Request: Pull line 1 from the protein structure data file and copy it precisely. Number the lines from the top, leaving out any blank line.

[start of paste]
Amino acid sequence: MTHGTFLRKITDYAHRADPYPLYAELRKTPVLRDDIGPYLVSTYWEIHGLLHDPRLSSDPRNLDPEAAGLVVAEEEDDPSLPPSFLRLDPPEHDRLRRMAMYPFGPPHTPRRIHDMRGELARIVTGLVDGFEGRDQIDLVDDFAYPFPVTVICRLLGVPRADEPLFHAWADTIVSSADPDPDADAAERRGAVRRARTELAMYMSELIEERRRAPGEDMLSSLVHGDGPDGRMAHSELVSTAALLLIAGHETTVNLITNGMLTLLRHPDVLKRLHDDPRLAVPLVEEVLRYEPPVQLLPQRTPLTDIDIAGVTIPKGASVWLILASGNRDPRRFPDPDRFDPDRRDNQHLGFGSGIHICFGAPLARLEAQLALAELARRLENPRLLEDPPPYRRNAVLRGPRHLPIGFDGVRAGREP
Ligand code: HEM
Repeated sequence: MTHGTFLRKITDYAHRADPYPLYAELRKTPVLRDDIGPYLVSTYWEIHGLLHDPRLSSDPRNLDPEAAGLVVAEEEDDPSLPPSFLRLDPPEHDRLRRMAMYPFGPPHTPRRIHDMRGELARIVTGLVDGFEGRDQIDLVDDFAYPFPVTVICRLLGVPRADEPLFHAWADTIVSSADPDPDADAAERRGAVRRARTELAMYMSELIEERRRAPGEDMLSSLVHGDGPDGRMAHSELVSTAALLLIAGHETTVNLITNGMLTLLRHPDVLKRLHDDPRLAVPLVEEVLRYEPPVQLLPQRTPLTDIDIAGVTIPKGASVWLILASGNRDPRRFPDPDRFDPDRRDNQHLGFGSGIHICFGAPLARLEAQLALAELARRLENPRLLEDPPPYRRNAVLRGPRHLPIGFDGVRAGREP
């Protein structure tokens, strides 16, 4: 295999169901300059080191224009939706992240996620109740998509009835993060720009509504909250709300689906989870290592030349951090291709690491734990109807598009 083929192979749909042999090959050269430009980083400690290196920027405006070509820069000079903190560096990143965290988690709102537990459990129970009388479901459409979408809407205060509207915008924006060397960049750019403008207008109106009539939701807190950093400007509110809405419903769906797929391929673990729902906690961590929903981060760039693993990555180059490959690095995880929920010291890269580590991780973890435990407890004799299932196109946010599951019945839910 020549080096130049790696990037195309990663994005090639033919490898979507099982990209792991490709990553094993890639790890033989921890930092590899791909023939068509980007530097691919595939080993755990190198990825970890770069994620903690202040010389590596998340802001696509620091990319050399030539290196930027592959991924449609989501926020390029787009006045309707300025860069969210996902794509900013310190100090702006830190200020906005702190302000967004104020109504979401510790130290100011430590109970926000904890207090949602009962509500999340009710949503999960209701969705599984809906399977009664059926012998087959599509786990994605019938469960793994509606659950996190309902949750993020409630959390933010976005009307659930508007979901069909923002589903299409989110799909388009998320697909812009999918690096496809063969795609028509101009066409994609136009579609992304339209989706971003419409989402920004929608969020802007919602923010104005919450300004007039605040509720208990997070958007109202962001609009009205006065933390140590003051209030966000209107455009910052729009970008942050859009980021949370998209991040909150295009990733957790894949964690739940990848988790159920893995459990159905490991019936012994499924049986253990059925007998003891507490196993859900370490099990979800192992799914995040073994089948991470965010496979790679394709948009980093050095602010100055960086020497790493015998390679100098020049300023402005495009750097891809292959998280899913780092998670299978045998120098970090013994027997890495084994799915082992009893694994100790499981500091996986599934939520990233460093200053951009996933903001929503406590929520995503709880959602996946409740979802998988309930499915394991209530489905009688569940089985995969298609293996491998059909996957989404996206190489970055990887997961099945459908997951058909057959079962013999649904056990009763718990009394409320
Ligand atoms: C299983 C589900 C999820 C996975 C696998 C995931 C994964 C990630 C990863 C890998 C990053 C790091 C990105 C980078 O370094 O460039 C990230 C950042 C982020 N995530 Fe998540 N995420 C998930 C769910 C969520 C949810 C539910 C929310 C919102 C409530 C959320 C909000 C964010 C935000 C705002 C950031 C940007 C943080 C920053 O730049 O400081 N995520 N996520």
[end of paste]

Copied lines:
Amino acid sequence: MTHGTFLRKITDYAHRADPYPLYAELRKTPVLRDDIGPYLVSTYWEIHGLLHDPRLSSDPRNLDPEAAGLVVAEEEDDPSLPPSFLRLDPPEHDRLRRMAMYPFGPPHTPRRIHDMRGELARIVTGLVDGFEGRDQIDLVDDFAYPFPVTVICRLLGVPRADEPLFHAWADTIVSSADPDPDADAAERRGAVRRARTELAMYMSELIEERRRAPGEDMLSSLVHGDGPDGRMAHSELVSTAALLLIAGHETTVNLITNGMLTLLRHPDVLKRLHDDPRLAVPLVEEVLRYEPPVQLLPQRTPLTDIDIAGVTIPKGASVWLILASGNRDPRRFPDPDRFDPDRRDNQHLGFGSGIHICFGAPLARLEAQLALAELARRLENPRLLEDPPPYRRNAVLRGPRHLPIGFDGVRAGREP